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Emergent design – JFokus day 3

Neal Ford’s talk on emergent design at JFokus 2011 day 3.

It is not a binary state between being agile and being water fallish. It is a gilding scale.

Find abstractions and patterns. Not GoF patterns, but idiomatic patterns. There is a difference between technical patterns and domain patterns. Technical patterns are for instance validation, security, transactions. Domain patterns are business rules, shared functionality.

Martin Fowler described architecture as ”the thing that is difficult to change in the system.” And it should be as little as possible of that (but not less).

Why is emergent design difficult?

Complexity. Remove accidental, keep essential.

Technical debt. Business moves faster than software. Therefore there is a risk for accumulating technical debt, and you need to negotiate repayment. One way of doing that is to show the technical debt, by combining cyclomatic complexity and Afferent coupling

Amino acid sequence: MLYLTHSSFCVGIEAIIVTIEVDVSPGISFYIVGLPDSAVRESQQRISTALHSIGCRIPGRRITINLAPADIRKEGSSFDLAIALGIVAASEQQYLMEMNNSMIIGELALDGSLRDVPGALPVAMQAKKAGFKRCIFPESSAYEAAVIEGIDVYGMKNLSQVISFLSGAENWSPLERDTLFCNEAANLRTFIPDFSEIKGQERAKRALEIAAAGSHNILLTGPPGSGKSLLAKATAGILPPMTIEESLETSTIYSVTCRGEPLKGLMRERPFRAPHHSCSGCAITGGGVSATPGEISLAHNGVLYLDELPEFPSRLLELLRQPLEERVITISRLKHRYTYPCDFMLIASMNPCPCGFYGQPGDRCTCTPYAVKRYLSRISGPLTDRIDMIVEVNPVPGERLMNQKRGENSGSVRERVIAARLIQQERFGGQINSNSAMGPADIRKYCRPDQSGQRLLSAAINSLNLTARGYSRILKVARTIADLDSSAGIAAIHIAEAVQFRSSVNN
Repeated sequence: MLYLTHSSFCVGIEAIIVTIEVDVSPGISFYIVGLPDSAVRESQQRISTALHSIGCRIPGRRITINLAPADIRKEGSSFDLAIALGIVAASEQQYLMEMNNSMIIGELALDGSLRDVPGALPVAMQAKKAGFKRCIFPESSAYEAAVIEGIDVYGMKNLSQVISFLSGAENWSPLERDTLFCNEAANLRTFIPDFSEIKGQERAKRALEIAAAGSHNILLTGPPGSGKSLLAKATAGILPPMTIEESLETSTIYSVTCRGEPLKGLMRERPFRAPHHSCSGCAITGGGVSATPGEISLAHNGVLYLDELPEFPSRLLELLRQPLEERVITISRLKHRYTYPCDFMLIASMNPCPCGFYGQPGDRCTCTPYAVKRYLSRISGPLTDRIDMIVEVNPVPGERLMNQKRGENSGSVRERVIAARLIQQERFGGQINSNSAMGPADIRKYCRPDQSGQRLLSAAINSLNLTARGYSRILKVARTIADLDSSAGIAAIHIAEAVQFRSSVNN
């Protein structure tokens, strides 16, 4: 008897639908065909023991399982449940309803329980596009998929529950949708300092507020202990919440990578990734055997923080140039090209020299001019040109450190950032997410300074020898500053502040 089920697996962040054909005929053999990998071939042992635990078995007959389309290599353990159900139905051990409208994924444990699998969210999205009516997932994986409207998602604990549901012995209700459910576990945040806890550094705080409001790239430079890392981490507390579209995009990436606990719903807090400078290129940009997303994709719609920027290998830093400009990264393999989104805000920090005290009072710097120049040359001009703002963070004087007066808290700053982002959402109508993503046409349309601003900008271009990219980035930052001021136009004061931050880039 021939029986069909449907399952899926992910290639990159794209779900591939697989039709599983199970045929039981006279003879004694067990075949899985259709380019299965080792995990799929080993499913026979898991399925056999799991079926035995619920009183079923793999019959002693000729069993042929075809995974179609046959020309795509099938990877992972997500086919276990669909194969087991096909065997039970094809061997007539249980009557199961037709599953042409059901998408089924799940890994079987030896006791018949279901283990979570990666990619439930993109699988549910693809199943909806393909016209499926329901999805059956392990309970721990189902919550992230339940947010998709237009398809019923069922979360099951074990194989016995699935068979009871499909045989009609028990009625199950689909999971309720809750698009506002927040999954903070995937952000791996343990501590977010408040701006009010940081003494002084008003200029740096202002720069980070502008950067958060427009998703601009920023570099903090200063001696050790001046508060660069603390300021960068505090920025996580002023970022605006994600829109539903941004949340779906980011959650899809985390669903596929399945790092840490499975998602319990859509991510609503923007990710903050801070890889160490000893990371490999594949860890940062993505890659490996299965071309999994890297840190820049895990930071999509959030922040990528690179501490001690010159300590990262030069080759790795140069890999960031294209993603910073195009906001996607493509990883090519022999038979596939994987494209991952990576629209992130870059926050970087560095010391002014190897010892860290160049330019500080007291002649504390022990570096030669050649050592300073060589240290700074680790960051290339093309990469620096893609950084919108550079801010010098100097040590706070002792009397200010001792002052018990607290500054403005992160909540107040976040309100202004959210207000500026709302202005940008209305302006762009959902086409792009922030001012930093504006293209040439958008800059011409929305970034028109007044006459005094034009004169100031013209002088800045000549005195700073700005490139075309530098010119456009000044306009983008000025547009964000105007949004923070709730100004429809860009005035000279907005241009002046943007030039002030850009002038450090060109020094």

Rampant genericness. By adding genericness to your system, e.g.  trying to make frameworks, you add to the complexity of the system by increasing the code base. This adds to your accidental complexity. You pay for the genericness from the second you check it in, but you don’t get anything back until you utilize it.

Things that help you with emergent design.

TDD – Not only Test Driven Development, but also Test Driven Design. Think Clean code, small methods, methods that only do one thing.


  • Collective ownership of the code
  • Remove broken windows
  • Note that the IDE only refactor by making a new method with lots of parameters. This is not always the best way.

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